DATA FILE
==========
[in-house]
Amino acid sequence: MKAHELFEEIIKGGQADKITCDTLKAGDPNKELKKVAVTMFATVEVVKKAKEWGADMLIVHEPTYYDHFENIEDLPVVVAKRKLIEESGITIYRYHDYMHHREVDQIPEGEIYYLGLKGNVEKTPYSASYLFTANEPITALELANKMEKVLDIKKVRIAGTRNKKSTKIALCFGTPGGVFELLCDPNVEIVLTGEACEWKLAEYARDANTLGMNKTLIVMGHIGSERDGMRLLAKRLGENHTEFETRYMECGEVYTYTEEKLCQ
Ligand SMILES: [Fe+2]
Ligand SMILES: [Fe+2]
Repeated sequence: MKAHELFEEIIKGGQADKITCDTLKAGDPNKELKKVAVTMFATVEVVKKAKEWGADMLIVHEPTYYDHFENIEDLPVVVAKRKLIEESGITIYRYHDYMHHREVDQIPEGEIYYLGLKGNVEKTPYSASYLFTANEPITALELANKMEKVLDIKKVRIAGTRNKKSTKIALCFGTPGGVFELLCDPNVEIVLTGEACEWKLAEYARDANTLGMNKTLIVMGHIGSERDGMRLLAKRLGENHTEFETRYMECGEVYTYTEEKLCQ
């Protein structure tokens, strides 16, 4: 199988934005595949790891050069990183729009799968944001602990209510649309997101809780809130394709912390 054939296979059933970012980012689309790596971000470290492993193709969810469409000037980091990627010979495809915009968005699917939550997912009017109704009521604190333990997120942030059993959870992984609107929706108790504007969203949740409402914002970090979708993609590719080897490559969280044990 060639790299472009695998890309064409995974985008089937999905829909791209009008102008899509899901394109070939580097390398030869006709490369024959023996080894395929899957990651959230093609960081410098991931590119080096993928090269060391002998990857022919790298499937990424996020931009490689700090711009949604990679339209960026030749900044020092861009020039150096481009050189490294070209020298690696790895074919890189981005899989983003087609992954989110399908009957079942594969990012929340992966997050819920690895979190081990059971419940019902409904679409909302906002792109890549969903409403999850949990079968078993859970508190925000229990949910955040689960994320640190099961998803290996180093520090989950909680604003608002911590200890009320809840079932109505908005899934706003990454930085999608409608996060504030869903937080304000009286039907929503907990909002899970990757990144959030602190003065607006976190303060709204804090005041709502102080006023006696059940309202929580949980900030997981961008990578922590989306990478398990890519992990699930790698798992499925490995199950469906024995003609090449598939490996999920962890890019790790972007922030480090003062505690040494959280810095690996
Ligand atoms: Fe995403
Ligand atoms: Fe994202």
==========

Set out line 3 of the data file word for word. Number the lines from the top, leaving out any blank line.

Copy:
Ligand SMILES: [Fe+2]